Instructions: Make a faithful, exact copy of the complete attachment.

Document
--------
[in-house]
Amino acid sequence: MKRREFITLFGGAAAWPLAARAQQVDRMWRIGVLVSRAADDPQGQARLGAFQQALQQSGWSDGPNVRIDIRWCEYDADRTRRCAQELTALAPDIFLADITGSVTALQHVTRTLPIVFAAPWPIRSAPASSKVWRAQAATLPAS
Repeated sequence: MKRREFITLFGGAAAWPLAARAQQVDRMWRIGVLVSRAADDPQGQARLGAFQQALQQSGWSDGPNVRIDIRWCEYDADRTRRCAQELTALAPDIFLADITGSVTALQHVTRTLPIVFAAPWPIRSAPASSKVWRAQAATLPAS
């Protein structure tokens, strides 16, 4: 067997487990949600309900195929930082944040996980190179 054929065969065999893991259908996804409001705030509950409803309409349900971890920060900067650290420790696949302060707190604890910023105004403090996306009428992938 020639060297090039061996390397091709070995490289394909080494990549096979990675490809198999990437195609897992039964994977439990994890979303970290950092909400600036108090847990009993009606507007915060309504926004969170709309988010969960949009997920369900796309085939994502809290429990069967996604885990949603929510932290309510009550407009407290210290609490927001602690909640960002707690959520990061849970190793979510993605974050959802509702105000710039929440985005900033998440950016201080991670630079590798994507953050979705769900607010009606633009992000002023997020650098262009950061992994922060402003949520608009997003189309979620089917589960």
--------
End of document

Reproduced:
[in-house]
Amino acid sequence: MKRREFITLFGGAAAWPLAARAQQVDRMWRIGVLVSRAADDPQGQARLGAFQQALQQSGWSDGPNVRIDIRWCEYDADRTRRCAQELTALAPDIFLADITGSVTALQHVTRTLPIVFAAPWPIRSAPASSKVWRAQAATLPAS
Repeated sequence: MKRREFITLFGGAAAWPLAARAQQVDRMWRIGVLVSRAADDPQGQARLGAFQQALQQSGWSDGPNVRIDIRWCEYDADRTRRCAQELTALAPDIFLADITGSVTALQHVTRTLPIVFAAPWPIRSAPASSKVWRAQAATLPAS
């Protein structure tokens, strides 16, 4: 067997487990949600309900195929930082944040996980190179 054929065969065999893991259908996804409001705030509950409803309409349900971890920060900067650290420790696949302060707190604890910023105004403090996306009428992938 020639060297090039061996390397091709070995490289394909080494990549096979990675490809198999990437195609897992039964994977439990994890979303970290950092909400600036108090847990009993009606507007915060309504926004969170709309988010969960949009997920369900796309085939994502809290429990069967996604885990949603929510932290309510009550407009407290210290609490927001602690909640960002707690959520990061849970190793979510993605974050959802509702105000710039929440985005900033998440950016201080991670630079590798994507953050979705769900607010009606633009992000002023997020650098262009950061992994922060402003949520608009997003189309979620089917589960």